It has been a while since I wrote a technical post, and I’ve had a few people ask me about GPRS service in Liberia lately, so I thought it was time to take another look at the Liberian wireless data landscape. Plus I recently bought a Thinkpad X200 with a built in Ericsson F3507g Mobile Broadband Minicard Modem. So I wana talk about that too, see the picture on the left.
The last time we talked about cellular data Liberia’s two biggest carriers were running free trails of their data services. Cellcom, Liberia’s number 2, took things up a notch with EDGE service. Now those trails are over, and you have to pay. Cellcom offers their EDGE service for $60 USD a month for unlimited usage. Lonestar offers GPRS for $1 USD an hour, or a fixed monthly rate for all you can download. I don’t know what it is, but I assume it’s $60 a month too. I’m not really sure how I feel about charging for data by the time used. This just gives them an incentive to give you a slower connection, not a faster one.
I’ve been using Cellcom in my laptop. So far it’s been really good. I’m able to get enough signal to connect all over Monrovia. It’s usually pretty reliable, though there have been times when the service has dropped out for 30 minutes to an hour. Sometimes I have to shut off the modem and turn it back on to get my connection back. But this is pretty much standard for any ISP in Liberia. The speed is pretty good for Liberia. It’s faster in the mornings and evenings, when the load on the network is lighter. As mentioned above, it does drop out occasionally. If I have to do a lot of uploading or downloading I’ll wait till I’m at a place with wifi connected to Comium’s internet service. I’ve also had trouble sending email in Outlook when I’m using Cellcom. I don’t know if they have the SMTP SSL port blocked or if there’s some DNS weirdness going on with my mail servers, but I won’t be able to send a message all day, and then someone will tell me they got 8 copies of the email. I don’t know if Outlook is screwing up or if it’s the network. Both my gmail and work email accounts seem to have trouble. But when I can send email, it’s super nice to do so from wherever I am. I can always receive email just fine.
Setting up the Ericsson F3507g to work in Liberia was really easy. The F3507g comes unlocked, so I didn’t need to worry about that. I used the Access Connections software that came with my Thinkpad to configure the F3507g to work on Cellcom’s network. The only thing you have to do is set the APN (Access Point) to web.cellcomnet.net. To do this I brought up the Wireless Connection Status window and then went to Wireless WAN tab-> Modify Wireless WAN Settings. Then for Select WAN Settings choose “Custom Settings” and then click Edit Settings to set the APN.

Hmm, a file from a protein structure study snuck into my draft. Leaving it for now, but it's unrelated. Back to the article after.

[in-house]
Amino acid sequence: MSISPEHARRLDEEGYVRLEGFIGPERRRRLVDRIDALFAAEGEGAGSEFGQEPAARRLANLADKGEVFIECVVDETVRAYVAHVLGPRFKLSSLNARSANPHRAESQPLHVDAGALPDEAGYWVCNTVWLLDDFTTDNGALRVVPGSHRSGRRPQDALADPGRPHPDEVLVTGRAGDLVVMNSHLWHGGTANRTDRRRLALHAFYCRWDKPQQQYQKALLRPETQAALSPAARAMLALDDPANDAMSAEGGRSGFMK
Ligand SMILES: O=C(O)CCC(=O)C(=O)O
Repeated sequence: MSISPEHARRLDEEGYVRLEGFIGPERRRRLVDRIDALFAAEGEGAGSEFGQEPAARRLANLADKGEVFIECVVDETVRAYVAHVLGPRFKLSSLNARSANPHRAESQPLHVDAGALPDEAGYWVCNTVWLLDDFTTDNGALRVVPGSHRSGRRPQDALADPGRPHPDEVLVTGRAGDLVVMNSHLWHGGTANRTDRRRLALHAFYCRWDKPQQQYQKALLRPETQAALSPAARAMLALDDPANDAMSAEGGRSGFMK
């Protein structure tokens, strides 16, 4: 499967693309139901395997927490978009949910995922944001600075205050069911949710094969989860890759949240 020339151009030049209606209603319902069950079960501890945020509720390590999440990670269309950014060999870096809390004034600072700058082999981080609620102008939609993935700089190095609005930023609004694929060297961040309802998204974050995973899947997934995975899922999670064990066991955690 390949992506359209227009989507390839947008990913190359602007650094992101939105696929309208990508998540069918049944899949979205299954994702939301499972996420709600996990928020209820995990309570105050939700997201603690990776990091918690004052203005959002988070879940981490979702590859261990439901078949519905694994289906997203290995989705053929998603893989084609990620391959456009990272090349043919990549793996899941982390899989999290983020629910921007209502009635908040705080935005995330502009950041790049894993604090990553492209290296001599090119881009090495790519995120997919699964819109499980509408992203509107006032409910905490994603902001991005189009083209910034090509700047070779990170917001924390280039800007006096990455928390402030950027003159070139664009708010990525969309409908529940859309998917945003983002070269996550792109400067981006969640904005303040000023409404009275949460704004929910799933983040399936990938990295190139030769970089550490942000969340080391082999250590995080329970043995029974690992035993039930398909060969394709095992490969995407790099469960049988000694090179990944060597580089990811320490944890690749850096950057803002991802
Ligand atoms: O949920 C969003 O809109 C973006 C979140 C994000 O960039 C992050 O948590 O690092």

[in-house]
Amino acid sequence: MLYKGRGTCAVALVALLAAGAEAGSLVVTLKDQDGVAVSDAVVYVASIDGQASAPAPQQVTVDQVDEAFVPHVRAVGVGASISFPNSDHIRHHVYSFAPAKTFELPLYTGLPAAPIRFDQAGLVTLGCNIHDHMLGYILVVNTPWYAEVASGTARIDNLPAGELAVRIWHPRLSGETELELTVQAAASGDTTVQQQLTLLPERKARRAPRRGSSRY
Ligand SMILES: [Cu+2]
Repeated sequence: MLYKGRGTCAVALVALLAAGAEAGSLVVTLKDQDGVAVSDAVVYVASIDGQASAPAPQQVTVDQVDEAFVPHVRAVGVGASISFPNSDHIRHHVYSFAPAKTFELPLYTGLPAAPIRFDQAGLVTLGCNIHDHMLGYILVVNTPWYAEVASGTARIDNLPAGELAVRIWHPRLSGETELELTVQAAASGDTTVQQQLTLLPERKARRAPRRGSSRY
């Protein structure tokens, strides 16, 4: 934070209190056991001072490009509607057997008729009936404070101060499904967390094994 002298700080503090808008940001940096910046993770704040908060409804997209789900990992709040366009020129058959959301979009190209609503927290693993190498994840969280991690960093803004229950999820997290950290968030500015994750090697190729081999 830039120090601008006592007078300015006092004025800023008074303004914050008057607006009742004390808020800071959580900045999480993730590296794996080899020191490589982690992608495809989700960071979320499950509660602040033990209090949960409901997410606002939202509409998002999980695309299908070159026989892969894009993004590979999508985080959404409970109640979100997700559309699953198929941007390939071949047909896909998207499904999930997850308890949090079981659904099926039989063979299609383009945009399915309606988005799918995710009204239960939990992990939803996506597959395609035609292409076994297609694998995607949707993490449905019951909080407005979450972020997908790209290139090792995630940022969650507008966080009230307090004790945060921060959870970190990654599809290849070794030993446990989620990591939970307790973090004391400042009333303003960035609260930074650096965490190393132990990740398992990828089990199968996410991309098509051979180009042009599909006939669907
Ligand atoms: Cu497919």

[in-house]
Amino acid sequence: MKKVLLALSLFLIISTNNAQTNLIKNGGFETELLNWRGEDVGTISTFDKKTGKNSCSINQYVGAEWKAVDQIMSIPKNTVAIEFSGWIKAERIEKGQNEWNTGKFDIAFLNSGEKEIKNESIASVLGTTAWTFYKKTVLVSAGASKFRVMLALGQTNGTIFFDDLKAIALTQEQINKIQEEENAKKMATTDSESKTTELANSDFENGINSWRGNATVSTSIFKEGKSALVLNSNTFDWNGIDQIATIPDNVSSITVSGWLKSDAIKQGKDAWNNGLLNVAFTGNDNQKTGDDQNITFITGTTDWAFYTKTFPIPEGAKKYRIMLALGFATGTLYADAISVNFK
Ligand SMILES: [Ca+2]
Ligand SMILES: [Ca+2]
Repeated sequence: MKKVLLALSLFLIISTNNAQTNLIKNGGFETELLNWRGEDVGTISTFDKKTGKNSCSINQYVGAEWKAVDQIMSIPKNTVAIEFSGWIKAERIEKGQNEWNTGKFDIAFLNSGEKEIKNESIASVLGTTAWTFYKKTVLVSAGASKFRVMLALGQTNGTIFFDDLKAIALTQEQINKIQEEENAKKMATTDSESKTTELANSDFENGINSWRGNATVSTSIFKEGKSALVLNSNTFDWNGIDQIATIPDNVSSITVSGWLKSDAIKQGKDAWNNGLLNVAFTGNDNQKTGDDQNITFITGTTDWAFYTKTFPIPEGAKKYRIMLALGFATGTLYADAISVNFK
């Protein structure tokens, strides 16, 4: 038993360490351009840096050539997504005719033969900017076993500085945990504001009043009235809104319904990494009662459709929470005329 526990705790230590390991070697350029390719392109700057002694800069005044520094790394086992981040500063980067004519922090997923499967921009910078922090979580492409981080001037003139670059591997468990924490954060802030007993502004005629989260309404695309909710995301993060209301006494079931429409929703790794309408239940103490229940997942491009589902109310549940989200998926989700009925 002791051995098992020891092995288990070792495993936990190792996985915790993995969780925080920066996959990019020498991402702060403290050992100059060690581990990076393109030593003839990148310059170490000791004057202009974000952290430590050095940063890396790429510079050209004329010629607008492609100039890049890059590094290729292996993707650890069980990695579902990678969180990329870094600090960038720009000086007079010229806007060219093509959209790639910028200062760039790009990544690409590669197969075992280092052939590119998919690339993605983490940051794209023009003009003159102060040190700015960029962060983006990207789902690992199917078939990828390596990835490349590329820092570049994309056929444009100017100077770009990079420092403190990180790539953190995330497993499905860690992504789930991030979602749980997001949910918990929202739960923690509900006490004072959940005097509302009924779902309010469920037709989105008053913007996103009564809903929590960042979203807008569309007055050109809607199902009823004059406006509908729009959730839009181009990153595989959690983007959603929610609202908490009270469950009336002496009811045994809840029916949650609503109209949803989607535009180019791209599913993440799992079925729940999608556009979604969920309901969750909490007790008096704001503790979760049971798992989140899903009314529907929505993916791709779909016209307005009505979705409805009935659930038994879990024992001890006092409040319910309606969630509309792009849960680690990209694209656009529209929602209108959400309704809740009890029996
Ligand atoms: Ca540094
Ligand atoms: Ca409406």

I’ve also been helping a NGO here to do survey work on GPRS enabled smart phones. They have surveyors in each of the 15 counties sending data in to a server in Monrovia sitting behind a VSAT with a static IP address. So we needed to find a carrier for all of this. We first approached Cellcom, but they weren’t terribly helpful. We wanted a list of each cell tower they had that supported GPRS/EDGE and the city, town, or village closest to it. But all they could do was give us a Google earth print out with little bull’s-eyes where they had towers. This was nice to get an idea of where the towers were, but we wanted to know which township to tell the survey teams to head to, to send data. Not, “go towards this red dot that doesn’t have a name on a map.” We asked several times if they had a list and they said no. I found that hard to believe. Do they just sit around at the end of the month wondering where to send the diesel to run the generators at their towers? “Well Joe, you take 500 gallons to this dot somewhere in Sinoe County, and I’ll head to this dot between Gbarnga and Ganta.” I doubt it. This is what happens when there is a disconnect between sales and engineering.
We then went to Lonestar where the lady at the sales department reached under her desk and handed us a list of every town Lonestar had a tower in. How hard was that? We were also won over by their $1 an hour versus $60 a month since we seriously doubted that a little 32kb survey was going to take 60 hours to upload. Though we did end up going with one Cellcom SIM for Grand Kru County since they are the only operator in that county.
So far things have worked well. Though to date I don’t think we were ever able to get data to send from Grand Kru or Maryland counties using Cellcom. We were able to use Lonestar in Harper Maryland County. It seems that every cell tower isn’t running GPRS/EDGE after all despite what we were told by the carriers.
On the whole I think things are moving along very nicely for data in Liberia. Coverage is still limited to major population centers, and the service is still out of the reach of most Liberians, but being able to send data quickly around the country does make it possible for aid organizations, donors, and the Liberian government to make decisions with timely and accurate data. And this is good for everyone.